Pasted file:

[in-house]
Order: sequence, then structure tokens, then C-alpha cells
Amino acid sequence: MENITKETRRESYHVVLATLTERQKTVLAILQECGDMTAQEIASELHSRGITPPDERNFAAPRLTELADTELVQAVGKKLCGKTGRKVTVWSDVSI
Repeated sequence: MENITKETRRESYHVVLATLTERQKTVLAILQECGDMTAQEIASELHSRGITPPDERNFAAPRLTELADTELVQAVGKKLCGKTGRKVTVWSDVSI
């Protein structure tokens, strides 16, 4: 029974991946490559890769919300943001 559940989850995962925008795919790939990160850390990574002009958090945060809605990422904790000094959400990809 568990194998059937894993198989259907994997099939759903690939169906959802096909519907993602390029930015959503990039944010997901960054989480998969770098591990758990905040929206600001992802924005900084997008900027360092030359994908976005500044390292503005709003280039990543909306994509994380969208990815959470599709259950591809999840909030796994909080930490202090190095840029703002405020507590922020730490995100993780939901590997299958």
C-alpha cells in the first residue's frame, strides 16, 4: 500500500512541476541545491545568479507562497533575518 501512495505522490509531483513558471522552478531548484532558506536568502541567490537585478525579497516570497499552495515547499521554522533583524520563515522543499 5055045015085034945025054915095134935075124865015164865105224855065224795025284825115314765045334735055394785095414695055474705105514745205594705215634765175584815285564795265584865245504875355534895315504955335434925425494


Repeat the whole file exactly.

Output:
[in-house]
Order: sequence, then structure tokens, then C-alpha cells
Amino acid sequence: MENITKETRRESYHVVLATLTERQKTVLAILQECGDMTAQEIASELHSRGITPPDERNFAAPRLTELADTELVQAVGKKLCGKTGRKVTVWSDVSI
Repeated sequence: MENITKETRRESYHVVLATLTERQKTVLAILQECGDMTAQEIASELHSRGITPPDERNFAAPRLTELADTELVQAVGKKLCGKTGRKVTVWSDVSI
């Protein structure tokens, strides 16, 4: 029974991946490559890769919300943001 559940989850995962925008795919790939990160850390990574002009958090945060809605990422904790000094959400990809 568990194998059937894993198989259907994997099939759903690939169906959802096909519907993602390029930015959503990039944010997901960054989480998969770098591990758990905040929206600001992802924005900084997008900027360092030359994908976005500044390292503005709003280039990543909306994509994380969208990815959470599709259950591809999840909030796994909080930490202090190095840029703002405020507590922020730490995100993780939901590997299958």
C-alpha cells in the first residue's frame, strides 16, 4: 500500500512541476541545491545568479507562497533575518 501512495505522490509531483513558471522552478531548484532558506536568502541567490537585478525579497516570497499552495515547499521554522533583524520563515522543499 5055045015085034945025054915095134935075124865015164865105224855065224795025284825115314765045334735055394785095414695055474705105514745205594705215634765175584815285564795265584865245504875355534895315504955335434925425494